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Close to half of Canadian small businesses reopen, few seeing a return to normal: survey

Last Updated Jun 8, 2020 at 1:13 pm EDT

FILE - The number of small businesses that have reopened is up to 44 per cent from 38 two weeks ago, according to a new CFIB survey. (NEWS 1130 photo)
Summary

The number of small businesses that have reopened is up to 44 per cent from 38 two weeks ago: CFIB


In B.C., 47 per cent of small businesses have reopened, with 17 per cent seeing a return to normal sales


CFIB president has concerns about future of businesses in transportation, health, arts, recreation and hospitality


TORONTO (NEWS 1130 ) — Close to half of Canadian small businesses that closed due to the COVID-19 pandemic have since reopened as restrictions eased, but few are seeing sales rebound to previous levels, according to a new survey.

The number of small businesses that have reopened is up to 44 per cent from 38 two weeks ago. However, just 15 per cent have seen sales return to normal, says the survey by the Canadian Federation of Independent Business.

Many regional and sectoral differences remain, the survey found, and some sectors, particularly restaurants and hospitality, continue to be largely closed.

In B.C., 47 per cent of small businesses have reopened, with 17 per cent seeing a return to normal sales.

“There are definite signs that economies are awakening, with more than half of small businesses reporting they are fully open in some provinces,” CFIB president Dan Kelly says. “However, for many, recovery is another question, as just opening your doors does not guarantee your customers will return.”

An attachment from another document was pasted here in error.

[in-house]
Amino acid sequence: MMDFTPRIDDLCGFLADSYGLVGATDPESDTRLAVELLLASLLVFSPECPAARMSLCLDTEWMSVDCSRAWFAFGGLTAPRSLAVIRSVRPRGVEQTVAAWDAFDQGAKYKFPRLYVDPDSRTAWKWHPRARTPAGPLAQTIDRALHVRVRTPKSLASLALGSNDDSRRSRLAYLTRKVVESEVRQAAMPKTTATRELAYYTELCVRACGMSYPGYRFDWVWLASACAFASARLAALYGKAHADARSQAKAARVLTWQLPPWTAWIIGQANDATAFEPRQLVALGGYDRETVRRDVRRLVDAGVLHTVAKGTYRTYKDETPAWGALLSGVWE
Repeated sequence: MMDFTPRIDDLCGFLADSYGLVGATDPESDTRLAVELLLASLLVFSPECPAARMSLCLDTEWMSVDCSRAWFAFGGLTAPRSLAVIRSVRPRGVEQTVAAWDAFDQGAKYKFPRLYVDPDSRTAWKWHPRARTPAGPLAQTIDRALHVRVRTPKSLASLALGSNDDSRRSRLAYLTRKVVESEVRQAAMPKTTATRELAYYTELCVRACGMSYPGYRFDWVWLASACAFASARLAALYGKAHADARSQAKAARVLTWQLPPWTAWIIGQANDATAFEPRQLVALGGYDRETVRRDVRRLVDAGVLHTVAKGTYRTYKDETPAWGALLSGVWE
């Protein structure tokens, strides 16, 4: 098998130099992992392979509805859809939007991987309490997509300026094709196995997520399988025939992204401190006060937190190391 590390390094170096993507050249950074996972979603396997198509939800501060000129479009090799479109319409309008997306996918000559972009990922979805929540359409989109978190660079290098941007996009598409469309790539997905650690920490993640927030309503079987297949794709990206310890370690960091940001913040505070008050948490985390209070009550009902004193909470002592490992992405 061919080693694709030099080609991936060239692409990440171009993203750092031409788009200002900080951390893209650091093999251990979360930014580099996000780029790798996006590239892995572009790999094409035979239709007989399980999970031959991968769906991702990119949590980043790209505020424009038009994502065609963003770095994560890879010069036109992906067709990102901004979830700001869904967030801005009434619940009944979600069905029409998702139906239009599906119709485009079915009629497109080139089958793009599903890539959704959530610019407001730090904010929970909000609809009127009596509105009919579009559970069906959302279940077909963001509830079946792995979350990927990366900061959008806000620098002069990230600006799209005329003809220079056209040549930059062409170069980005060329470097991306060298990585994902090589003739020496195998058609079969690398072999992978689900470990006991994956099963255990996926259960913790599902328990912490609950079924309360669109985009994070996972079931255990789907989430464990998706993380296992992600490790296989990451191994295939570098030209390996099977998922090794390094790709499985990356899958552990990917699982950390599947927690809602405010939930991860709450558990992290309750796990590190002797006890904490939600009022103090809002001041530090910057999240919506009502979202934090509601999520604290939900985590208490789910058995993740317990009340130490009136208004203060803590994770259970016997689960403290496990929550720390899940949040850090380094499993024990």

New Brunswick had the largest share of businesses reopen at 59 per cent, followed by Alberta, 54 per cent. Newfoundland and Labrador had the fewest, at 24 per cent, while the weekly sample size of those that reopened in Prince Edward Island was too small to measure.

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Kelly says he’s worried about the future of businesses in sectors such as transportation, health and social services, as well as arts and recreation, restaurants and hospitality, as fewer than one in 10 have sales at or near normal. Our main street businesses will need a lot more support, both from government and from consumers, before the crisis is behind them.”

Small businesses were hit hard by lockdowns across the country, and though most provinces have allowed some to reopen with modifications, their recovery is uneven.

Only 13 per cent of hospitality and restaurant businesses and 21 per cent of arts and recreation businesses are fully open, compared to 44 per cent of retailers and firms in the personal services sector.

Additionally, certain personal services businesses, such as hairdressers, remain closed in most provinces, says the survey.

The CFIB is supporting small businesses with several resources:

  • free access to CFIB’s team of experts for one-on-one advice on all government support programs (cfib.ca/introductoryoffer);
  • a downloadable “Back to Business” kit, including information on provincial guidelines, a customizable “We’re open” poster and workplace safety templates (cfib.ca/backtobusiness);
  • a “PPEs for SMEs” Facebook group, where small businesses looking to buy PPE can connect with those that produce it.

The Canadian Federation of Independent Business is Canada’s largest association of small and medium-sized businesses with 110,000 members across every industry and region.